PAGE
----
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Does Drinking Lemon Juice Help You Lose Weight?

by
author image Jill Corleone, RDN, LD
Jill Corleone is a registered dietitian and health coach who has been writing and lecturing on diet and health for more than 15 years. Her work has been featured on the Huffington Post, Diabetes Self-Management and in the book "Noninvasive Mechanical Ventilation," edited by John R. Bach, M.D. Corleone holds a Bachelor of Science in nutrition.
Does Drinking Lemon Juice Help You Lose Weight?
Lemon juice adds flavor without calories. Photo Credit Image Source/Image Source/Getty Images

If you follow health bloggers and trends online, you've probably seen claims that lemon juice is the missing link between you and your dream body. While there are a number of weight-loss claims surrounding lemon, from regulating sugar absorption to melting the fat away, there's not enough science to support them. However, lemon juice offers other benefits that you might find useful when you're trying to lose weight. Consult your doctor to discuss diet and weight loss before making changes to what you eat or your exercise program.

Lemon Juice's Connection to Weight Loss

One study has linked lemons to weight reduction -- not the juice specifically but lemon polyphenols found in the peel of the lemon. This 2008 study published in the Journal of Clinical Biochemistry investigated the effects of these lemon polyphenols on obesity and fat metabolism in mice fed a high-fat diet. This study found that the lemon polyphenols were effective at suppressing weight gain and fat gain in the mice.

While this study shows some promise, there are a couple of things to note. First, the polyphenols may help the mice, but it's not known if they'll have the same effect on you and your weight. Human studies need to be conducted before claims are made. Also, most of the polyphenols in the lemon are found in the peel, and you may not get enough polyphenols in the juice to help you lose the weight.

Lemon Juice Adds Flavor Without Calories

When you're trying to lose weight, every calorie counts. Lemon juice may not magically melt your fat away, but as a low-calorie flavor enhancer, it can help you save calories to support your weight-loss efforts. The juice from one lemon, which yields a little more than 3 tablespoons, has only 11 calories. Instead of adding heavy high-calorie sauces to your food, squeeze lemon on your fish, chicken, cooked veggies, salad greens or grain dishes to add flavor and help you reduce your overall calorie intake to lose weight. Lemon juice is also sodium-free and can help you limit sodium intake as well.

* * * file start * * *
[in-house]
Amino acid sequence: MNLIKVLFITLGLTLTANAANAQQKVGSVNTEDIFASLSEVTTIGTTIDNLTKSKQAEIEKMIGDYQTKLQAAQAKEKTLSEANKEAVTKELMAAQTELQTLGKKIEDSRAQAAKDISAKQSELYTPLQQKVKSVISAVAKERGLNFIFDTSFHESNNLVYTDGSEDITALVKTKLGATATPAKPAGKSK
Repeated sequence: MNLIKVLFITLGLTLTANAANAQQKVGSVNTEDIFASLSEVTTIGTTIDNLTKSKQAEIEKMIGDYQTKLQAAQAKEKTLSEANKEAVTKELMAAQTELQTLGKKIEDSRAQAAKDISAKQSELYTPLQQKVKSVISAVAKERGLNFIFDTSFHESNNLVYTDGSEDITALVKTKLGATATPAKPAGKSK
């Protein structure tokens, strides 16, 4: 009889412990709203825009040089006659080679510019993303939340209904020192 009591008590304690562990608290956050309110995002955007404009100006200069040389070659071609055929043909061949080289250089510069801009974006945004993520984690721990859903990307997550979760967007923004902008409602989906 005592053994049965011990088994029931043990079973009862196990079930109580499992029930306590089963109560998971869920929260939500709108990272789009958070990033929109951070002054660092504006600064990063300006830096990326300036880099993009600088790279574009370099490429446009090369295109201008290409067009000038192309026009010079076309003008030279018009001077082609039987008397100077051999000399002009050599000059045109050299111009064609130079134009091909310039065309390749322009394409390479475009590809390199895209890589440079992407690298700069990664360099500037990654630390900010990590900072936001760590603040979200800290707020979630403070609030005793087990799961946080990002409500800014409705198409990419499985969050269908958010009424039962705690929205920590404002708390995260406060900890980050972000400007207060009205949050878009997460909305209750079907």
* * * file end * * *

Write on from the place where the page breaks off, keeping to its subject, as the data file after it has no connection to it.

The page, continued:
Drinking Lemon Juice for Weight Loss

In addition to flavoring your food, lemon juice also enhances the taste of beverages, most specifically water. While there's not much evidence to support lemon juice for weight loss, there is for water. A 2015 study published in Obesity found that drinking 2 cups of water 30 minutes before a meal helped a group of overweight and obese participants lose nearly 3 pounds more than the control group over a 12-week period. If plain water is not your thing and you're trying to lose weight, squeezing a little lemon juice into your glass may help you drink more and help you reach your weight-loss goals

Lemon Juice, Vitamin C and Working Out

In addition to diet, exercise is an important part of the weight-loss equation. When you're carrying around extra weight, exercise may be difficult, and you may find yourself losing your breath quickly, which may discourage you from working out. There is a link between vitamin C and fatigue, according to a 2013 study published in Nutrition. This study investigated the effects of vitamin C supplementation on exercise tolerance in a group of obese people and found that the vitamin C positively influenced the feelings of fatigue, as well as overall exercise tolerance, in the group of participants.

Lemon juice is an excellent source of vitamin C, with the juice of one lemon meeting about a third of the daily value. If you're exercising and having a difficult time, the vitamin C in lemon juice may give you a boost. It's important to note, however, that the group in the study was supplemented with a much higher dose of vitamin C than what's in the juice.

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